Image by hppyhntr via FlickrBreathing underwater is a skill generally reserved for little fishes. When we land mammals attempt it during scuba diving, we must proceed correctly.
Understand that oxygen converts to carbon dioxide only inside the lungs.
Know that everything else the throat, mouth and nose is dead-air space.
Realize that snorkels and scuba regulators increase the length of normal dead-air spaces.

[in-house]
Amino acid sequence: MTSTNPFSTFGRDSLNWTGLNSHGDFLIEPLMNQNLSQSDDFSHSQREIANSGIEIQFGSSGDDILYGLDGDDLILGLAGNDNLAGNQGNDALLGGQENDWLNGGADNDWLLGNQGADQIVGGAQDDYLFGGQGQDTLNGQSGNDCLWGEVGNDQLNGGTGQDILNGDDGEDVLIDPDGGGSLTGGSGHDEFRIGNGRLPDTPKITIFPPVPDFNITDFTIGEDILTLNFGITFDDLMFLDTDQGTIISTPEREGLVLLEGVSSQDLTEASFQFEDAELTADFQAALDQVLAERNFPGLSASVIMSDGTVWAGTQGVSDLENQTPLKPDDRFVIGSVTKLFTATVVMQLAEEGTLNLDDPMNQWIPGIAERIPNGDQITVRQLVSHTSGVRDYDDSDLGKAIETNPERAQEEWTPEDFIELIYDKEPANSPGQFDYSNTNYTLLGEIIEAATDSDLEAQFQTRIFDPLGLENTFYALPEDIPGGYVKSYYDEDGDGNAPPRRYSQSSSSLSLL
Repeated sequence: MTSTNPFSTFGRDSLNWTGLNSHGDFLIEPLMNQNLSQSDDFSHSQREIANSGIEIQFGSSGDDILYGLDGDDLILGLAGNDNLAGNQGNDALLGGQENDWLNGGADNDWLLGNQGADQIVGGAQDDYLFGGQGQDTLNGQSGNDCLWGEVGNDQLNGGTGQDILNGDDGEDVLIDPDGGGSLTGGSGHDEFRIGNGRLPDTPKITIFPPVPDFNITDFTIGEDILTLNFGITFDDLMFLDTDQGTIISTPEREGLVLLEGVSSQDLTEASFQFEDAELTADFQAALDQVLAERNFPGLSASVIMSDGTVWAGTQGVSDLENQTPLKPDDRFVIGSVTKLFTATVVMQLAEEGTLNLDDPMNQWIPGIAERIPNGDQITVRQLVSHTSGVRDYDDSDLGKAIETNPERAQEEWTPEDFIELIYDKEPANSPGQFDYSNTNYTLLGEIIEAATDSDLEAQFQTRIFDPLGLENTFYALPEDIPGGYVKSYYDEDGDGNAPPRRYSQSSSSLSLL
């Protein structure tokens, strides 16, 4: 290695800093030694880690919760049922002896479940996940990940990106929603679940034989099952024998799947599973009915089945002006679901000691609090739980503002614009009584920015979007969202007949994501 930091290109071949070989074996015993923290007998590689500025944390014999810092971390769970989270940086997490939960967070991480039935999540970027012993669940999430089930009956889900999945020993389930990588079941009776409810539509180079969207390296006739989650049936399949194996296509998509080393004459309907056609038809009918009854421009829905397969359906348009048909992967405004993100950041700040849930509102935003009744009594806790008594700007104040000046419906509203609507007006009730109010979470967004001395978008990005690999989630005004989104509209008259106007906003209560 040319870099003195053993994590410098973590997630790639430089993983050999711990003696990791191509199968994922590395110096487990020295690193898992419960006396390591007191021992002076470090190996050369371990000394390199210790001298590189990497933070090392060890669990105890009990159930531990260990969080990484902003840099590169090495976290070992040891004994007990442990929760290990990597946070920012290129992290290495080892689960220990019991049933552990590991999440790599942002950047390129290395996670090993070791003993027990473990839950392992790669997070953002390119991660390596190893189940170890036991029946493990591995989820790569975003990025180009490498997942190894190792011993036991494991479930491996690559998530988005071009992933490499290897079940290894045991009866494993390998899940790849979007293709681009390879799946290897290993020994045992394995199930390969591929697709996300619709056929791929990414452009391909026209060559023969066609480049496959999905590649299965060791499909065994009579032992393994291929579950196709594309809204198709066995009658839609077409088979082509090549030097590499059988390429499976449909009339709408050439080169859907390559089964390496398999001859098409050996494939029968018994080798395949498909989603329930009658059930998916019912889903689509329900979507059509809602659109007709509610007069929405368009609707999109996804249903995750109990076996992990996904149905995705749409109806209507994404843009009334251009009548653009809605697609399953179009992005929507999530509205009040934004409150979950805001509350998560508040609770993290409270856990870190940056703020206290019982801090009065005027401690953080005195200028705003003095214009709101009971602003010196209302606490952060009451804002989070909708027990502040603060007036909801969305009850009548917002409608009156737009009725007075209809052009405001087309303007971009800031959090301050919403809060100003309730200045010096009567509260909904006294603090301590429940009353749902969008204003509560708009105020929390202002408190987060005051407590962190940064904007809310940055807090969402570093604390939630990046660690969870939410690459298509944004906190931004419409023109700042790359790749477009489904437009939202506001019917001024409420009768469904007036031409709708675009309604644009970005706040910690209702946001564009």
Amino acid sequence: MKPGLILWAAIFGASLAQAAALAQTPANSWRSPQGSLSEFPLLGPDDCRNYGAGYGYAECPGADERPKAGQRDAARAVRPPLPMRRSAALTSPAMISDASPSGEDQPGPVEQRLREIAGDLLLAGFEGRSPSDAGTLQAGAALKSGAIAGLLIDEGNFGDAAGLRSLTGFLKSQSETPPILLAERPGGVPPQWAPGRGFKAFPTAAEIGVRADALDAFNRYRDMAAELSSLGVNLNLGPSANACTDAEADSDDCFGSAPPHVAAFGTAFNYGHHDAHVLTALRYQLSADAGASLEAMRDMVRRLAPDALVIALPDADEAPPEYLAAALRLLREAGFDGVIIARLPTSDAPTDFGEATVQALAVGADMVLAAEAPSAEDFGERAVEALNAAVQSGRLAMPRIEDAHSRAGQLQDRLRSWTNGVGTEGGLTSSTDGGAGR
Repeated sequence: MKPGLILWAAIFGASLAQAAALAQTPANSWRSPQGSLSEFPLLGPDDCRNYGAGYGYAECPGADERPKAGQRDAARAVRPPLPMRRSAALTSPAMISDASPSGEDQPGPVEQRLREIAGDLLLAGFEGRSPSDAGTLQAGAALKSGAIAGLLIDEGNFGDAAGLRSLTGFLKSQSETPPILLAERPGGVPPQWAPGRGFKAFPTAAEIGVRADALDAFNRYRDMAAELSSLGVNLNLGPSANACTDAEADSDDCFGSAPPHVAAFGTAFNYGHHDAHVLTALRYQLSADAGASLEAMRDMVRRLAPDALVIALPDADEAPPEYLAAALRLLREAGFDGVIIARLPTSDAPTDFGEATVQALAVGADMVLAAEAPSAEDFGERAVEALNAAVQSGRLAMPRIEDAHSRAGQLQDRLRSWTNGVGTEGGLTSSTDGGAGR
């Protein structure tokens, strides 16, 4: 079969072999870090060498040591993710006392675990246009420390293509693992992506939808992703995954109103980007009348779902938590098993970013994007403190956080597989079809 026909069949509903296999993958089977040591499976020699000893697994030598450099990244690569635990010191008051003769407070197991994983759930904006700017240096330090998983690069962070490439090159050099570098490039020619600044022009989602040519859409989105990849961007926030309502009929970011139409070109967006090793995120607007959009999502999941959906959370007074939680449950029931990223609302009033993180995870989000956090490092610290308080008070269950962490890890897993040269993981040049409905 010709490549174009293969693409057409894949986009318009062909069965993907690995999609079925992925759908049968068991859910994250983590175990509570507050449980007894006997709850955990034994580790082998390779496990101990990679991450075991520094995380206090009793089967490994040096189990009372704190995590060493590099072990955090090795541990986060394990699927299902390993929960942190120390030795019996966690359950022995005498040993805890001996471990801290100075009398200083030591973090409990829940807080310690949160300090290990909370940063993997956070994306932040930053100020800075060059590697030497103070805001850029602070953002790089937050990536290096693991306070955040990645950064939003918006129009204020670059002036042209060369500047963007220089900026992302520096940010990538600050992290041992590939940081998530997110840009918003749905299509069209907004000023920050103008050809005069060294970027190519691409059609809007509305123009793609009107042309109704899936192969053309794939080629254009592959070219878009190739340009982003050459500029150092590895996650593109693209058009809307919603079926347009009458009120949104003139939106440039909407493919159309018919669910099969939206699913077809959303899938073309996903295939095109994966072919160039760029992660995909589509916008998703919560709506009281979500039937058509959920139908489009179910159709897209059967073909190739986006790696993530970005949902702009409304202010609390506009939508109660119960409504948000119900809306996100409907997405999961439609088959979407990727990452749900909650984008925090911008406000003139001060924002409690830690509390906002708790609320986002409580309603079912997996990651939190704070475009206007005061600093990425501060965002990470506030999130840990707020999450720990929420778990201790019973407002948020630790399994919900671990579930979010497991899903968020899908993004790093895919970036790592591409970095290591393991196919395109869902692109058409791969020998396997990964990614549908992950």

Breathe deeply while diving, in order to flush out dead air and bring fresh oxygen into the lungs.
Inhale slowly (with your tongue at the roof of your mouth, like a splash guard) in case water has entered the snorkel or regulator.
Never hold your breath; trapped air will expand as you ascend.
If you begin to choke, hold the regulator with one hand and cough or spit into it as much as necessary; the regulator can handle it. Just don't panic.
Thanks to eHow